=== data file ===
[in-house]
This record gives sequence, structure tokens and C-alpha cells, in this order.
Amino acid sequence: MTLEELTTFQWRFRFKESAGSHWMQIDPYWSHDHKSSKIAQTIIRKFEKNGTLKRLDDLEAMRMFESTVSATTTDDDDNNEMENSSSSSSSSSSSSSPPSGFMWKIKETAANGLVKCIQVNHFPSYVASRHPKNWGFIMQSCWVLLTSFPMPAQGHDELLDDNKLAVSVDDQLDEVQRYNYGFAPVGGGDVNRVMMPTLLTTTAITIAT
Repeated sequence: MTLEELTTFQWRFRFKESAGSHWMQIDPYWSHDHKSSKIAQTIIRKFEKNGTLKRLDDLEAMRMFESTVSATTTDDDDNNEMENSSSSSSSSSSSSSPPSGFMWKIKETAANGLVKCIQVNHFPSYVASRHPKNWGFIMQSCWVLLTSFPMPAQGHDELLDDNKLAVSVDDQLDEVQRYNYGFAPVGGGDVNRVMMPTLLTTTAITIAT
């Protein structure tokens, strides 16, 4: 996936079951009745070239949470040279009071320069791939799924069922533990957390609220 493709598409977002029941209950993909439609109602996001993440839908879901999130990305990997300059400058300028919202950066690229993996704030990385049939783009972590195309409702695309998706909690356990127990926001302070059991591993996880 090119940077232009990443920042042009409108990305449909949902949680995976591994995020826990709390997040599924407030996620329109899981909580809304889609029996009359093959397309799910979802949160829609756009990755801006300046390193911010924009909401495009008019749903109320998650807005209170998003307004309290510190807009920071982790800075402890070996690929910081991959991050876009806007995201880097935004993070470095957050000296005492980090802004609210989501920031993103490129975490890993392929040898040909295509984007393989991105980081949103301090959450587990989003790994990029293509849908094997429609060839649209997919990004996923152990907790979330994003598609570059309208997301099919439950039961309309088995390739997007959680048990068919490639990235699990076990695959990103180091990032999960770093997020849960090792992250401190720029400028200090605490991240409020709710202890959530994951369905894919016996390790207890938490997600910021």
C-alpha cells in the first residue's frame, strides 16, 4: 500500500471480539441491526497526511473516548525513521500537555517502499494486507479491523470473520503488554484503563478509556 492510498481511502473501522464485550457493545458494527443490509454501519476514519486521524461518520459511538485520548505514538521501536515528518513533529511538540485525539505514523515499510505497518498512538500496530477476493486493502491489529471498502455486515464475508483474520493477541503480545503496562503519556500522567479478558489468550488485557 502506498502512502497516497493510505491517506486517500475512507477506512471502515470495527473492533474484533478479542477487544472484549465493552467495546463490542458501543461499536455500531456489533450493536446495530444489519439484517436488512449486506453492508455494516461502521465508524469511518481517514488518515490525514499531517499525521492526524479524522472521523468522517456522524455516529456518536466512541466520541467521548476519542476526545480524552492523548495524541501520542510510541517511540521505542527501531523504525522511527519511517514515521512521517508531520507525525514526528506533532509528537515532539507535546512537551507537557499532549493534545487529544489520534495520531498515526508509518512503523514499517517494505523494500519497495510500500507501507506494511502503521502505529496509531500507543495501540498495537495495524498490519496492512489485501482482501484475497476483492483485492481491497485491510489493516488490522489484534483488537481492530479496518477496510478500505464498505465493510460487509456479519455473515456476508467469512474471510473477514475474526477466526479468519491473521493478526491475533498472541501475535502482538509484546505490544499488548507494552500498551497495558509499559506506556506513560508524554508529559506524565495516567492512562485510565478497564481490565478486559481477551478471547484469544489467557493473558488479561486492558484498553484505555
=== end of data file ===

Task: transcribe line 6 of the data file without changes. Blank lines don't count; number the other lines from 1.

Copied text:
C-alpha cells in the first residue's frame, strides 16, 4: 500500500471480539441491526497526511473516548525513521500537555517502499494486507479491523470473520503488554484503563478509556 492510498481511502473501522464485550457493545458494527443490509454501519476514519486521524461518520459511538485520548505514538521501536515528518513533529511538540485525539505514523515499510505497518498512538500496530477476493486493502491489529471498502455486515464475508483474520493477541503480545503496562503519556500522567479478558489468550488485557 502506498502512502497516497493510505491517506486517500475512507477506512471502515470495527473492533474484533478479542477487544472484549465493552467495546463490542458501543461499536455500531456489533450493536446495530444489519439484517436488512449486506453492508455494516461502521465508524469511518481517514488518515490525514499531517499525521492526524479524522472521523468522517456522524455516529456518536466512541466520541467521548476519542476526545480524552492523548495524541501520542510510541517511540521505542527501531523504525522511527519511517514515521512521517508531520507525525514526528506533532509528537515532539507535546512537551507537557499532549493534545487529544489520534495520531498515526508509518512503523514499517517494505523494500519497495510500500507501507506494511502503521502505529496509531500507543495501540498495537495495524498490519496492512489485501482482501484475497476483492483485492481491497485491510489493516488490522489484534483488537481492530479496518477496510478500505464498505465493510460487509456479519455473515456476508467469512474471510473477514475474526477466526479468519491473521493478526491475533498472541501475535502482538509484546505490544499488548507494552500498551497495558509499559506506556506513560508524554508529559506524565495516567492512562485510565478497564481490565478486559481477551478471547484469544489467557493473558488479561486492558484498553484505555